Authored by Michelle Hobbs
Since the spring, taxpayers across the country have turned kitchens, living rooms, bedrooms or other rooms of their homes into temporary offices. With so many people currently working from home and the likelihood that this could continue for the foreseeable future, a reasonable question becomes whether a home office deduction is now available. This article will address the requirements to take this deduction on a tax return.
In general, certain taxpayers can deduct business expenses related to their personal residence for space used exclusively and regularly in connection with a trade or business. Self-employed taxpayers or individual partners in partnerships can qualify. Employees working from a home office are no longer eligible to take a home office deduction. This itemized deduction was suspended from 2018 through 2025 to help “pay for” the doubling of the standard deduction under the Tax Cuts and Jobs Act (TCJA).
Eligibility for a home office deduction is created if the space is exclusively used (and is the principal location) to meet with patients, clients or customers in the normal course of business, or is where management or administrative functions (such as billing, maintaining books and records, ordering supplies, scheduling appointments, etc.) are performed. Occasional duties conducted at other locations, including hotels and customer sites, will not necessarily preclude the taxpayer from qualifying for a home office deduction. There are special rules for daycare providers not discussed in this article.
Once it is determined the taxpayer can take a home office deduction, certain expenses of the home are divided between personal and business use. Personal expenses cannot be used in this computation. Costs directly associated with the trade or business, such as painting or repairs of the business space, would be deductible in full as a home office expense. Indirect expenses, including homeowners insurance, rent (if the taxpayer does not own the home) and utilities, are allocated to the home office using the percentage of the home being used for business (typically determined through a square-footage allocation). The same percentage of mortgage interest and real estate taxes would be deducted as part of the home office deduction instead of an itemized deduction on Schedule A.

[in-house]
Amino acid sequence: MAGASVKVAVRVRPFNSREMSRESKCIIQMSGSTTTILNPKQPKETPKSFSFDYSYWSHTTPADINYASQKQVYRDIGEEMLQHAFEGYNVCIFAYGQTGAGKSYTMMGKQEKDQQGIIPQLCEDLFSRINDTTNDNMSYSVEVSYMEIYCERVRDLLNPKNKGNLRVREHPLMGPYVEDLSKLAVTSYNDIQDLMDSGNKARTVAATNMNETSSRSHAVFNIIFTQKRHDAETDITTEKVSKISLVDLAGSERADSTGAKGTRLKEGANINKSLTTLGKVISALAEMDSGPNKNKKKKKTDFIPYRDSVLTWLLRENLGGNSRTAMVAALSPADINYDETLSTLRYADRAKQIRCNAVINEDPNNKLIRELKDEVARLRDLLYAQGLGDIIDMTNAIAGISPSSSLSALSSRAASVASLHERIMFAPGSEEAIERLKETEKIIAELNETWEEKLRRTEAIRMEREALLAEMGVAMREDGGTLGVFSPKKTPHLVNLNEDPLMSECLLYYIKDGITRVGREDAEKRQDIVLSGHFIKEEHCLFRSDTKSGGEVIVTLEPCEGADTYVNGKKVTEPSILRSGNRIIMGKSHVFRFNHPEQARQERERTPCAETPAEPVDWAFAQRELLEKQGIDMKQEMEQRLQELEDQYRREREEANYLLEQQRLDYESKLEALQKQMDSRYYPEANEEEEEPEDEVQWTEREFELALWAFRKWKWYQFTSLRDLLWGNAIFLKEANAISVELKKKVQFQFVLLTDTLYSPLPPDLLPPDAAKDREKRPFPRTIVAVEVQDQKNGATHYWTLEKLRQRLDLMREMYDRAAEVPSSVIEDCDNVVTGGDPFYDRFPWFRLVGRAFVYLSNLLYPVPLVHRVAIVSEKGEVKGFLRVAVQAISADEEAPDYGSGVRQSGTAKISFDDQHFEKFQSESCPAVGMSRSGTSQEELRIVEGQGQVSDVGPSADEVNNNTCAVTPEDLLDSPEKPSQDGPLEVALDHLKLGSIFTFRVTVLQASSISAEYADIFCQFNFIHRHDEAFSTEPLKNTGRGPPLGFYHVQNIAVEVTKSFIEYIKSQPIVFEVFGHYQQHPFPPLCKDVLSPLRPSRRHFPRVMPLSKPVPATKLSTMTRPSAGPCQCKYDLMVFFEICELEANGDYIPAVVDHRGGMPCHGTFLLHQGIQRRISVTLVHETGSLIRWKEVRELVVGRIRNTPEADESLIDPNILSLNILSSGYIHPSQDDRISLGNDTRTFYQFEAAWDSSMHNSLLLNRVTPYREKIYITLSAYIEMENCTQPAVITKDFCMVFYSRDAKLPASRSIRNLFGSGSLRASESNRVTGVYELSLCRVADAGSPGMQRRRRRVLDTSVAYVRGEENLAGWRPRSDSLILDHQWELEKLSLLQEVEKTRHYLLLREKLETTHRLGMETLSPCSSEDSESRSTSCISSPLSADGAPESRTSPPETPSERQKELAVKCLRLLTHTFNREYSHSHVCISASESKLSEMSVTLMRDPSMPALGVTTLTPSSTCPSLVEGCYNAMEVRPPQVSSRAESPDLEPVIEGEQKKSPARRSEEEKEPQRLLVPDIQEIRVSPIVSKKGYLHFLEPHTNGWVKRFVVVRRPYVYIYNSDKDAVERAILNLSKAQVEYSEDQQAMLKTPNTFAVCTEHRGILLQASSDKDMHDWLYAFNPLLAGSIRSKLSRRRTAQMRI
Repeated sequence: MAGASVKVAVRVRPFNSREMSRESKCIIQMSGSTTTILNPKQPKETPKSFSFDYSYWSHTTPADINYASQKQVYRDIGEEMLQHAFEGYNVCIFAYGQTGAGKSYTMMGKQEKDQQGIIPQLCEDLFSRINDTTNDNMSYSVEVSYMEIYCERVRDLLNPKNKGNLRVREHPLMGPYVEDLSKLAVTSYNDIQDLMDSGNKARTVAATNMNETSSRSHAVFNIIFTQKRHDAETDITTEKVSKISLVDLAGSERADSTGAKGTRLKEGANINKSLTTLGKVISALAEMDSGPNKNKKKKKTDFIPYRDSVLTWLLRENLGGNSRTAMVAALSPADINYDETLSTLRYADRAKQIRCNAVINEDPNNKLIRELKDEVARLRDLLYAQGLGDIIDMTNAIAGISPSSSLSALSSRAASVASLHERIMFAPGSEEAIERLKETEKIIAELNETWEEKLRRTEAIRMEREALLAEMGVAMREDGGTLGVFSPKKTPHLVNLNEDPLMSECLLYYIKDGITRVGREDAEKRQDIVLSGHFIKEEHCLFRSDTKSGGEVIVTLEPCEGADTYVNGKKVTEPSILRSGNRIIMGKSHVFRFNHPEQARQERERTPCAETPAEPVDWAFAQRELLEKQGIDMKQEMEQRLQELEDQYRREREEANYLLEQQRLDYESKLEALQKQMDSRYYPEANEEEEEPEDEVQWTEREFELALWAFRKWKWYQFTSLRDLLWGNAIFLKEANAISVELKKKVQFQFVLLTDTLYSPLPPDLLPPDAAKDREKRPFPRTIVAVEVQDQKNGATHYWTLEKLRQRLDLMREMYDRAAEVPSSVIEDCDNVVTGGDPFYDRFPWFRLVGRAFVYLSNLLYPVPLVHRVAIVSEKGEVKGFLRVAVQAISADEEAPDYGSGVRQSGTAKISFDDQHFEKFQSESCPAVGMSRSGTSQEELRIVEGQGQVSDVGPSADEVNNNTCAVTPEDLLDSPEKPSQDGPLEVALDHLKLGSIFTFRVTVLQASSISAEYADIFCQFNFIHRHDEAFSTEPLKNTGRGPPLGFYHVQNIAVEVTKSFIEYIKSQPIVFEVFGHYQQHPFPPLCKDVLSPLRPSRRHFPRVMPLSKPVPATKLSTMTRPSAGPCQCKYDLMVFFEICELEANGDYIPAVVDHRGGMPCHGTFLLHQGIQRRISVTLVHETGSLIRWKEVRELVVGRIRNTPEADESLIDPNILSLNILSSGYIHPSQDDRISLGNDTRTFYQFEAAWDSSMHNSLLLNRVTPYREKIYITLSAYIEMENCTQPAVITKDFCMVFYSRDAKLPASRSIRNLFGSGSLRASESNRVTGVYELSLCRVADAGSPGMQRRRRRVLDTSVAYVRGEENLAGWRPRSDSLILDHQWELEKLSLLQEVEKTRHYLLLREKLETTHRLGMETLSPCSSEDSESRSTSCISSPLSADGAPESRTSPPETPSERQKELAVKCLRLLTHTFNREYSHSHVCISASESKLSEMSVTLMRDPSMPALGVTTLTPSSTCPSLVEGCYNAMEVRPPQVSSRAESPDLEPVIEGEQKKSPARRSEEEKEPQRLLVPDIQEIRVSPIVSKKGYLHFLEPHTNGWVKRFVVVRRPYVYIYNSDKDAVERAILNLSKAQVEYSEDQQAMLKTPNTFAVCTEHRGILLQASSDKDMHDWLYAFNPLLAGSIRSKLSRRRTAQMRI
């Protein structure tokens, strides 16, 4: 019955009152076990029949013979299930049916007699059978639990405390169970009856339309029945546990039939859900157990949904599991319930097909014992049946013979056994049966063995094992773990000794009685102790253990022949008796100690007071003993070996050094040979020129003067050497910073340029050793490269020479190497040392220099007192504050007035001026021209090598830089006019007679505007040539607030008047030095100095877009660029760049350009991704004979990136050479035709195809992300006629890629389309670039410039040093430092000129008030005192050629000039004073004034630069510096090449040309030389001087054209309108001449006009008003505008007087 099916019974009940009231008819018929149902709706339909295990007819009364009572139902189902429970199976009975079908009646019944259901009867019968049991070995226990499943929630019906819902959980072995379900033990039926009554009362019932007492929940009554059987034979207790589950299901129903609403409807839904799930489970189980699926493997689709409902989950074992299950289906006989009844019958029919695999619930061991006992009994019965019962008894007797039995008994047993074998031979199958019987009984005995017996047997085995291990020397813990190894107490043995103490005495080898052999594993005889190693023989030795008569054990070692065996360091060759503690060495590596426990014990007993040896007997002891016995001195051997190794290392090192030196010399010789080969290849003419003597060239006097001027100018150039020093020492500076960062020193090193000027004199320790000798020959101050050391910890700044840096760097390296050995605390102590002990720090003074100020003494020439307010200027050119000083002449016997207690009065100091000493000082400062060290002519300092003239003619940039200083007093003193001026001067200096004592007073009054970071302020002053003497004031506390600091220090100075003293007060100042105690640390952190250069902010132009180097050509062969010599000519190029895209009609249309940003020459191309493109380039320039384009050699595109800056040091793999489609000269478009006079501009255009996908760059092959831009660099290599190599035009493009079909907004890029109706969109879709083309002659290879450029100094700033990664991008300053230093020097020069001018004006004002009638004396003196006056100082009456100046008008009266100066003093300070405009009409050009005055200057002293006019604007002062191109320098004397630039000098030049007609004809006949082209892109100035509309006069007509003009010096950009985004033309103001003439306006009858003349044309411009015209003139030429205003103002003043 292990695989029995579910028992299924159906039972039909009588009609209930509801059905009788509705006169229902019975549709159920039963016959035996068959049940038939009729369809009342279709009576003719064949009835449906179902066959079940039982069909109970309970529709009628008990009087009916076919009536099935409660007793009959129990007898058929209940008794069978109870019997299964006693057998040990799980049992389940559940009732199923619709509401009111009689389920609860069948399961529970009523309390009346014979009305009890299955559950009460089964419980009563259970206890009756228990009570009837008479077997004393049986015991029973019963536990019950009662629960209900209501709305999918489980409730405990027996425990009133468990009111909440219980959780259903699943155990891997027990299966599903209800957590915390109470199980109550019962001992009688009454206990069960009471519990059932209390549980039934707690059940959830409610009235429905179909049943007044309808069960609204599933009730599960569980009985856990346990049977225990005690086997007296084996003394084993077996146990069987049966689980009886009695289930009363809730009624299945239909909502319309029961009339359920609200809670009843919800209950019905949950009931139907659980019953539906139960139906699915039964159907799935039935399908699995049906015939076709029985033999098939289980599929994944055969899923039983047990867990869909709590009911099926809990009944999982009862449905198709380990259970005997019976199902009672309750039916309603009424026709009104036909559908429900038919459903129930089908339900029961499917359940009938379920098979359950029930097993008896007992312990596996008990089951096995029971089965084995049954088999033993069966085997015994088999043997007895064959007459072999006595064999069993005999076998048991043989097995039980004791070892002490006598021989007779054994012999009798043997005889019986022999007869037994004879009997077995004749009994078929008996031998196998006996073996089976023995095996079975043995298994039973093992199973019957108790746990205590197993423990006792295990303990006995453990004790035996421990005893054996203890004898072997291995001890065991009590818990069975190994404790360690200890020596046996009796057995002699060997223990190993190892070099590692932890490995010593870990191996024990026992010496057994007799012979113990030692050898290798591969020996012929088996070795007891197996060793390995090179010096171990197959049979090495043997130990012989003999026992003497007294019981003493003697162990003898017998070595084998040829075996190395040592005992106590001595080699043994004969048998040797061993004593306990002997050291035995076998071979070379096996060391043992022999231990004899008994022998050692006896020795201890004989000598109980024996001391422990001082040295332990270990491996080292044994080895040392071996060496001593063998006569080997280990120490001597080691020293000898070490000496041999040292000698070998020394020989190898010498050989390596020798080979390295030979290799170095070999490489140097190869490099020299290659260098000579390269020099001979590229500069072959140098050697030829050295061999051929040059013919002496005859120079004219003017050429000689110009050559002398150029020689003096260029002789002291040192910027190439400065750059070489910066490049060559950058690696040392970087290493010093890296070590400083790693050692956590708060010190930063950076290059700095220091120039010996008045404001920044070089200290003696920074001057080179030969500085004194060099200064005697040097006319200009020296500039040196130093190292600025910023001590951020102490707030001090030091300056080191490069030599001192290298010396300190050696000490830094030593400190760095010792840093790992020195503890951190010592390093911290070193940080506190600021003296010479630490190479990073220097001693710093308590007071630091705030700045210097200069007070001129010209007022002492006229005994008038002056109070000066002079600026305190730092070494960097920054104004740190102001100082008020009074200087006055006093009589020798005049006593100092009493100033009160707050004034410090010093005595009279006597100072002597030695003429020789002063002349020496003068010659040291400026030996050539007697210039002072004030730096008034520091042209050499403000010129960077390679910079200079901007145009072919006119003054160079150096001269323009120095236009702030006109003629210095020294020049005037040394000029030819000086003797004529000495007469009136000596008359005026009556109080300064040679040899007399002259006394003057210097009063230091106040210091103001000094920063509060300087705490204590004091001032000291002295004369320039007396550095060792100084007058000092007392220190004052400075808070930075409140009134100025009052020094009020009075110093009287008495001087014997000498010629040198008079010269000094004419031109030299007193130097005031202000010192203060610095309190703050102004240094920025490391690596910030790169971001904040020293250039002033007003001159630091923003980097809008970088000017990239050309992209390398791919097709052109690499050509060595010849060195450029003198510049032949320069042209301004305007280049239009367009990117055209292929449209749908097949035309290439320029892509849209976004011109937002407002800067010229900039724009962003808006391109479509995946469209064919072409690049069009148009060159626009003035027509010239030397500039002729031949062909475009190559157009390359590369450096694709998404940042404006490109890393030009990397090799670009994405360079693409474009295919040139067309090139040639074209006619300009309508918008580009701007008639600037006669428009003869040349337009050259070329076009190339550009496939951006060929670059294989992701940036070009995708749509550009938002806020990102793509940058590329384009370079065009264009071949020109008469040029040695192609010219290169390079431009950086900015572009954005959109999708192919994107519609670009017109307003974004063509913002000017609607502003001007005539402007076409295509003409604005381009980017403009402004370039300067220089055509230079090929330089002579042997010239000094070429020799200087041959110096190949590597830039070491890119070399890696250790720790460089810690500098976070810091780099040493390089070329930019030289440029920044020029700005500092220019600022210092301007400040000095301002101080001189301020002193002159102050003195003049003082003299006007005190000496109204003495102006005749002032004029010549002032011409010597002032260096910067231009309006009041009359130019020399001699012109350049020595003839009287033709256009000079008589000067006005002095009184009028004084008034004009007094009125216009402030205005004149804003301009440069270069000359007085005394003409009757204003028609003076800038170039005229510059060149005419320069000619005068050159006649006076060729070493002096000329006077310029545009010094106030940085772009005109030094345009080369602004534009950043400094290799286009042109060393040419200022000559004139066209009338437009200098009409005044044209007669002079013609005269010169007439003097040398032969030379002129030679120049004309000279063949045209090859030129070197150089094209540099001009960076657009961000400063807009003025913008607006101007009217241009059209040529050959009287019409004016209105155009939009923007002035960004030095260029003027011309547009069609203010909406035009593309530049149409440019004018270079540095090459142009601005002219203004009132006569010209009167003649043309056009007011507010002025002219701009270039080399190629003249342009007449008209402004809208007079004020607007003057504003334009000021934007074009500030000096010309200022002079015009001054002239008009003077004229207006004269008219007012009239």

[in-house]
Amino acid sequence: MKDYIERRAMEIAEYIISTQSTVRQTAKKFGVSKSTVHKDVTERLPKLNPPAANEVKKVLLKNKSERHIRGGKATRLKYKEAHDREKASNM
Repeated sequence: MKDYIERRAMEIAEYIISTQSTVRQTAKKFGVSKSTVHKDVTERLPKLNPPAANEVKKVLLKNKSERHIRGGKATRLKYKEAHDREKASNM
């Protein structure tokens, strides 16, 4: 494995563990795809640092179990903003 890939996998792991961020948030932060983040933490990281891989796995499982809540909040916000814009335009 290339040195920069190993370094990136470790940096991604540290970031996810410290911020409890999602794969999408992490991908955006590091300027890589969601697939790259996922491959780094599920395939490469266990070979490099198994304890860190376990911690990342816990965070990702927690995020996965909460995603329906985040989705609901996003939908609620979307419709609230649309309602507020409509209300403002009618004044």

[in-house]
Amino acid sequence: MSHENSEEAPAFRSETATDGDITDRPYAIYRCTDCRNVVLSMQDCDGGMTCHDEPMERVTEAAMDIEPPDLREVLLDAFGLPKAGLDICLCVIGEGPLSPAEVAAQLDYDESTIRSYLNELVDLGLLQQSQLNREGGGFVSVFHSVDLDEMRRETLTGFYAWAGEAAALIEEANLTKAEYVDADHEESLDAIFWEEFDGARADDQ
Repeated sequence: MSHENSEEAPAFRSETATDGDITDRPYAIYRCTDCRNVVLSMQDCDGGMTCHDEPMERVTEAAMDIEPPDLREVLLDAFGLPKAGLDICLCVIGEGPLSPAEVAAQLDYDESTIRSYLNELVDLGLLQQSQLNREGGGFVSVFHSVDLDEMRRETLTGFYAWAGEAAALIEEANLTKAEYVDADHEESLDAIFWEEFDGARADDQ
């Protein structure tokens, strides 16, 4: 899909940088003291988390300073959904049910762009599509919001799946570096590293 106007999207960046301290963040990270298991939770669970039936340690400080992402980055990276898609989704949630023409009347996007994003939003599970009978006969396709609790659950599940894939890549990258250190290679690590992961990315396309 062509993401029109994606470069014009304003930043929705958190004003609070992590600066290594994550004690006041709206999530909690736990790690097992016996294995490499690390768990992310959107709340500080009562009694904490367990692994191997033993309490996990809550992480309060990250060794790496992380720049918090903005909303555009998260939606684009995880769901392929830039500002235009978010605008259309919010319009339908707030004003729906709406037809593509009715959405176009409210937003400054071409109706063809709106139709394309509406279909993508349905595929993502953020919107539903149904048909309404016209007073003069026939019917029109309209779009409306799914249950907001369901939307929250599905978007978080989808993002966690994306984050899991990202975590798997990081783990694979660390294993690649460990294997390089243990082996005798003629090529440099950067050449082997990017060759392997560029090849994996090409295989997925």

Homeowners can also depreciate (accounting for the wear and tear of the structure but not the land) the business portion of their home. Permanent improvements made to the home office can be depreciated as well. However, depreciation of the home office has to be recaptured as ordinary income once the home is sold. In other words, the cumulative amount of depreciation deducted is not eligible for the primary residence sale exclusion.
The home office deduction is limited (using a formula) if total business expenses are less than the gross income. Any carryover can be deducted the following year subject to the same limitation. In addition, special rules exist when taxpayers operate more than one business in the home or have more than one place of business.
In an effort to reduce the recordkeeping burden on taxpayers, the IRS introduced the simplified method to determine the home office deduction amount. Instead of tracking separate expenditures of the home as described above, merely multiply $5 by the allowable square footage of the business portion of the home (using the smaller of 300 square feet or the actual space). The deduction cannot exceed the net income (receipts less nonhome-related expenses) from the business use of the home. Using this method means taxpayers do not need to adjust the amount of mortgage interest or real estate tax reported on Schedule A when itemizing deductions. The home office space is also not depreciated under the simplified method (meaning no recapture is necessary upon subsequent sale).
Taxpayers can alternate between using actual expenses or the simplified method from one tax year to the next. However, any carryover of actual expenses cannot be used in a tax year when the simplified method is used to compute the home office deduction.
In addition to your Baker Tilly tax advisor, the IRS website has several resources available to assist taxpayers in taking advantage of the home office deduction. Form 8829, Expenses for Business Use of Your Home, with its instructions, along with Publication 587, Business Use of Your Home, and FAQs - Simplified Method for Home Office Deduction can all be used to help determine eligibility and calculation.
For more information on this topic, contact our team.
The information provided here is of a general nature and is not intended to address the specific circumstances of any individual or entity. In specific circumstances, the services of a professional should be sought. Tax information, if any, contained in this communication was not intended or written to be used by any person for the purpose of avoiding penalties, nor should such information be construed as an opinion upon which any person may rely. The intended recipients of this communication and any attachments are not subject to any limitation on the disclosure of the tax treatment or tax structure of any transaction or matter that is the subject of this communication and any attachments.